The night time was not the right time for Jeff Gordon and his Hendrick Motorsports team. (Photo by Jared C. Tilton/NASCAR via Getty Images)

The night time was not the right time for Jeff Gordon and his Hendrick Motorsports team. (Photo by Jared C. Tilton/NASCAR via Getty Images)

getting a hold of the track. I was tight getting in and every time we tried freeing-it-up I started getting real loose off. My car would be good for two laps and then it would really go kind of haywire, and cars would start sort of attacking me, and if I could run about three, four, five more laps then I’d actually start pulling away again.

“That’s frustrating and it was a struggle, but we fought through it, finished sixth and I’m happy the way it ended. I am. I was happy to have a restart where I made spots up on the restart. That’s something I can be proud of as well as all the other things I’m proud of.”

Gordon added that nothing could have topped the way his day started, with unexpected visits from his mom and stepdad, John Bickford. “I woke up…I was planning on sleeping-in and I was too excited, so I woke up a little earlier,” Gordon said. “Pulled up the shades on my bus and my mom just happened to be walking by. So that just made my day start so amazing, to be able to sit down with her on that day, first thing in the morning, and all the emotions and everything were just able to come out, and then we just had a great conversation.

“You know, she was not prepared for what was about to happen, I promise you. She walked in and we started hugging and talking, and I just started thanking her over and over and over again for all that they did for me. To experience this weekend alone, because she wasn’t at the track, my stepdad was, and he’d go back to the hotel and tell her some of the things that were happening or they were reading some of the articles that you very generous and sweet (media) people were writing because that makes parents very, very proud of their child.

It’s boo-hooing as loud as a person can boo-hoo. She was holding back. She got emotional but she was keeping herself in-check. I think she was wanting me to not lose control, so she was trying to be the stronger person, but I didn’t care. I was like, ‘I want to get it out right now before I walk out of this bus.’ So there was tears pouring down my face. I was like, ‘Yes, perfect, with my mom, before the race day started, I can recover from this. I think I can get through the day now.’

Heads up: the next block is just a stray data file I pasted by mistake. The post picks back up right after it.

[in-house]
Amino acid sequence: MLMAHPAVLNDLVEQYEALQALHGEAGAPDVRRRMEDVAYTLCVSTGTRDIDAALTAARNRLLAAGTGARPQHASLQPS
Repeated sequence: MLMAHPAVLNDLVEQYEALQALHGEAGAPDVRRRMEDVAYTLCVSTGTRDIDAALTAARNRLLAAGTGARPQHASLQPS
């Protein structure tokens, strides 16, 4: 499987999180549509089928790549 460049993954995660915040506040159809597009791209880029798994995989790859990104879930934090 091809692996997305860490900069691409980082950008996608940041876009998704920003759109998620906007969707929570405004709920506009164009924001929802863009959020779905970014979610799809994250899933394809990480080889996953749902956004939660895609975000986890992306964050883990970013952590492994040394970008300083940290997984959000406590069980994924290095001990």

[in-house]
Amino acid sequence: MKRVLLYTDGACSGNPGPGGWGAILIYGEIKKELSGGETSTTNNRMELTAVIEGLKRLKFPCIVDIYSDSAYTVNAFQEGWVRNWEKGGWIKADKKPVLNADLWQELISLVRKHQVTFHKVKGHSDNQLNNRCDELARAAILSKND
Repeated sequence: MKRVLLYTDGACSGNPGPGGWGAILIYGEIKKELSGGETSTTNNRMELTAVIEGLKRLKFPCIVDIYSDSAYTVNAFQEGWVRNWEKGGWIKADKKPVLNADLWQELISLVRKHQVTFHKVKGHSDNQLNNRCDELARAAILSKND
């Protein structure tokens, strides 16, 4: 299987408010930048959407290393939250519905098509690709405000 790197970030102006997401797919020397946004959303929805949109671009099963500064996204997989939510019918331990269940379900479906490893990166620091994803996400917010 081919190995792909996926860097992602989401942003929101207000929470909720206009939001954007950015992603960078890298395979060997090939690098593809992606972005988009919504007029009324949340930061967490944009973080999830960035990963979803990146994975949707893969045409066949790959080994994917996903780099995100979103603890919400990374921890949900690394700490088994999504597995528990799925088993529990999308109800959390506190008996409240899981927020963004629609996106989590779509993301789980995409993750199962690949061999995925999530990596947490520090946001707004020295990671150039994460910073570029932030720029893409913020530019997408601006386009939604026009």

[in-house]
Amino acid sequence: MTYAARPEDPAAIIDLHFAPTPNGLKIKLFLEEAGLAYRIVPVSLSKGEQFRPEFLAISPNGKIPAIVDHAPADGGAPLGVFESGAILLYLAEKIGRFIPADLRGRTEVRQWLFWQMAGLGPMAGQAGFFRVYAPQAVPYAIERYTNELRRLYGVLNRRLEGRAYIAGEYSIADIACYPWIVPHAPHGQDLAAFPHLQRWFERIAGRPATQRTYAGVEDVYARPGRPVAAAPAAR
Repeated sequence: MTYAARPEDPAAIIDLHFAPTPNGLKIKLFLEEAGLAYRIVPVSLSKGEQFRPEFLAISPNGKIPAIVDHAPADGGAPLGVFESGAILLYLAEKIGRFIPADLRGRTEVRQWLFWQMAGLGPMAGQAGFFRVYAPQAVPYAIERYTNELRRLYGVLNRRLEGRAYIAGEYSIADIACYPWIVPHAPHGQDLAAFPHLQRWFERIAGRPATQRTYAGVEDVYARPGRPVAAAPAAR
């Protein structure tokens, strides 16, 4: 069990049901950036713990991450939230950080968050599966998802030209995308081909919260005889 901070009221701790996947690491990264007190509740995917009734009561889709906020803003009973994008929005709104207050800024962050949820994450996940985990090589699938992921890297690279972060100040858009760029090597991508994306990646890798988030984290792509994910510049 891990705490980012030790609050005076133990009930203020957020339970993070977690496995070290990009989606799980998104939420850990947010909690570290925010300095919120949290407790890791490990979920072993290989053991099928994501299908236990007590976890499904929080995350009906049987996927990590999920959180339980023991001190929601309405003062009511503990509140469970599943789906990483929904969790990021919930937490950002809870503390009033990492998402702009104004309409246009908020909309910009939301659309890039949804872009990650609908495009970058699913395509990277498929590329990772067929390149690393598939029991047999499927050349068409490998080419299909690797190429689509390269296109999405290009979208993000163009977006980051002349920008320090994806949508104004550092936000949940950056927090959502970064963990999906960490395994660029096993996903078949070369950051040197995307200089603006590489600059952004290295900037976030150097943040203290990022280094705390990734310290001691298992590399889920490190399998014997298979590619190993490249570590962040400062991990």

“And then my stepdad came in and then a little bit later Ingrid and the kids showed up. It was just perfect. Just missed a little bit on the race. I mean, overall I’m still just extremely proud and excited, not only the way that we ran this weekend and this year, but just my whole career.”

Gordon, who announced his decision to retire in January, will continue his involvement with

Jeff Gordon's Sprint Cup driving career is over. (RacinToday/HHP photo by Garry Eller)

Jeff Gordon’s Sprint Cup driving career is over. (RacinToday/HHP photo by Garry Eller)

NASCAR next season as a FOX Sports TV analyst. He exited Sunday as a competitive 44-year-old in a sport increasingly being re-populated by drivers half his age _ see Joey Logano and Trevor Bayne and Ryan Blaney _ each fuzzy-faced enough to have been card-carrying members of The Jeff Gordon Fan Club.

“You know, I made the decision (to retire) for a lot of reasons,” Gordon said. “The timing of it, I knew that I still have a team and the ability to be competitive out there. A lot of things added up to make it the right time, and I was just proud of what I did last year. To me last year was a great year that I could have walked away from the sport, and it was like, ‘Yeah, I feel like I went out pretty much on top.’

So this year was disappointing in so many ways for a good portion of the season because I thought we had the ability to run like we did last year. I didn’t think that our competition would catch up as much as they did, as well as the rule changes with the power and the aero would affect us as much as it did.

“That kind of caught me off-guard, and I can’t say that I was enjoying the competition halfway through the season. But then I saw a change and I saw it start to turn a corner and I started to think, ‘OK, you know, there’s still a chance that we can end this season by doing it competitively the way that I want to do it.’ That doesn’t mean that I had to win a championship or even compete for a championship. But I wanted to win a race at least, and I wanted to show that I still have what it takes.

“I think the Chase truly showed that. I’m extremely proud of my driving and our team effort over these last 10 races. I think that’s something that is going to stick with me for a very long time, and how I made the announcement and how we approached the season and how we finished it.”

Hendrick, whose organization remains super-strong with six-time Cup champion and Gordon protégé Jimmie Johnson as point-man, was asked to put his spin on the end of the Sir Jeff Era.

“It’s like right now, the racing doesn’t matter as much as the relationship does,” Hendrick said. “I would have loved to see him go out a champion, but he went out in the top four and not many guys do that. People are not going to really understand what Jeff Gordon meant to this sport until a few years down the road when you really look back and you think about all the doors he opened and TV and sponsors and (how he) brought this sport to a whole new level. What he did for me and my family and our company, it’s obvious _ 93 wins and four championships _ and he’s just a special person.”

| Senior Writer, RacinToday.com Monday, November 23 2015
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  • Robert says:

    It was great to watch you through your whole racing seasons you wil be missed congrats one of your biggest fans robert